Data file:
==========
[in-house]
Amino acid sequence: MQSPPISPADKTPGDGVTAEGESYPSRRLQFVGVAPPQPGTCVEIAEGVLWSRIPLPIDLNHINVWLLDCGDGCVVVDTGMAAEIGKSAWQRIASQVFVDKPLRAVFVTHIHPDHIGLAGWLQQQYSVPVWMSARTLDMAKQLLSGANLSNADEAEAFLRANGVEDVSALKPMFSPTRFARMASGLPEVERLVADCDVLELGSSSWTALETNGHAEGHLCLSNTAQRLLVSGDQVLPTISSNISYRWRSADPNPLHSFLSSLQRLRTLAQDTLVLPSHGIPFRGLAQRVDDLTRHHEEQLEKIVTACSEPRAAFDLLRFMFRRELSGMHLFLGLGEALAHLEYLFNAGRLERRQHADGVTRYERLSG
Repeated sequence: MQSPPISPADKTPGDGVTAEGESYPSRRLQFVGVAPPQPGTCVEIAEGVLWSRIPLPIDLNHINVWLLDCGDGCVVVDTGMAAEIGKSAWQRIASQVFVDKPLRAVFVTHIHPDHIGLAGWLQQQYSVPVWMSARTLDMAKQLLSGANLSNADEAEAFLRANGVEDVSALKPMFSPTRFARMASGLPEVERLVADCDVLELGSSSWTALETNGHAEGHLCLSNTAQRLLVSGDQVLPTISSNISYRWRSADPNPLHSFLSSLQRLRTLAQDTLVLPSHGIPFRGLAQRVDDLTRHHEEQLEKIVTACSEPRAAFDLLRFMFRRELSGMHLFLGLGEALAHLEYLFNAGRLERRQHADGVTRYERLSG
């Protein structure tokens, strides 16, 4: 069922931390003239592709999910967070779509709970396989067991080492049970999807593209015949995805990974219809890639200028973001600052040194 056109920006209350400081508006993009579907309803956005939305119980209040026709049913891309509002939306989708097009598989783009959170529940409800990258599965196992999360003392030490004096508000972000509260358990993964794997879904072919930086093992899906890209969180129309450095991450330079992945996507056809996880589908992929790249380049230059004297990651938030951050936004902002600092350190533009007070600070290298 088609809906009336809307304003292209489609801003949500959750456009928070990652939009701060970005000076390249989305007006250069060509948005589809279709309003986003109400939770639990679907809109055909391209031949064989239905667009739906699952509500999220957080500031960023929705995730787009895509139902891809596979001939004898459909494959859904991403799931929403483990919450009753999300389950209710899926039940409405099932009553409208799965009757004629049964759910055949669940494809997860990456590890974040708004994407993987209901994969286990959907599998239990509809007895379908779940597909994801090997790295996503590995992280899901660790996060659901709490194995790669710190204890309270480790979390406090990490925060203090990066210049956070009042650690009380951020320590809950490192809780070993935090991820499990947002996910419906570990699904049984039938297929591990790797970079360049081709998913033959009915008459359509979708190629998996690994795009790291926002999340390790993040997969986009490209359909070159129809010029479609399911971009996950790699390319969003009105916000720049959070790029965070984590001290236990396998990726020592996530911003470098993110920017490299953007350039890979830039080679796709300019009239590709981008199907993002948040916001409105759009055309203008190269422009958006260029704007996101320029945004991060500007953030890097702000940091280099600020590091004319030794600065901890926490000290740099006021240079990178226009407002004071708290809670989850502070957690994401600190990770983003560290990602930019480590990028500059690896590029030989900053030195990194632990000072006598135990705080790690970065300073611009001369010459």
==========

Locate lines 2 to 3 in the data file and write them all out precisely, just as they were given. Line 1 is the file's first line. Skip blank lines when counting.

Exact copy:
Amino acid sequence: MQSPPISPADKTPGDGVTAEGESYPSRRLQFVGVAPPQPGTCVEIAEGVLWSRIPLPIDLNHINVWLLDCGDGCVVVDTGMAAEIGKSAWQRIASQVFVDKPLRAVFVTHIHPDHIGLAGWLQQQYSVPVWMSARTLDMAKQLLSGANLSNADEAEAFLRANGVEDVSALKPMFSPTRFARMASGLPEVERLVADCDVLELGSSSWTALETNGHAEGHLCLSNTAQRLLVSGDQVLPTISSNISYRWRSADPNPLHSFLSSLQRLRTLAQDTLVLPSHGIPFRGLAQRVDDLTRHHEEQLEKIVTACSEPRAAFDLLRFMFRRELSGMHLFLGLGEALAHLEYLFNAGRLERRQHADGVTRYERLSG
Repeated sequence: MQSPPISPADKTPGDGVTAEGESYPSRRLQFVGVAPPQPGTCVEIAEGVLWSRIPLPIDLNHINVWLLDCGDGCVVVDTGMAAEIGKSAWQRIASQVFVDKPLRAVFVTHIHPDHIGLAGWLQQQYSVPVWMSARTLDMAKQLLSGANLSNADEAEAFLRANGVEDVSALKPMFSPTRFARMASGLPEVERLVADCDVLELGSSSWTALETNGHAEGHLCLSNTAQRLLVSGDQVLPTISSNISYRWRSADPNPLHSFLSSLQRLRTLAQDTLVLPSHGIPFRGLAQRVDDLTRHHEEQLEKIVTACSEPRAAFDLLRFMFRRELSGMHLFLGLGEALAHLEYLFNAGRLERRQHADGVTRYERLSG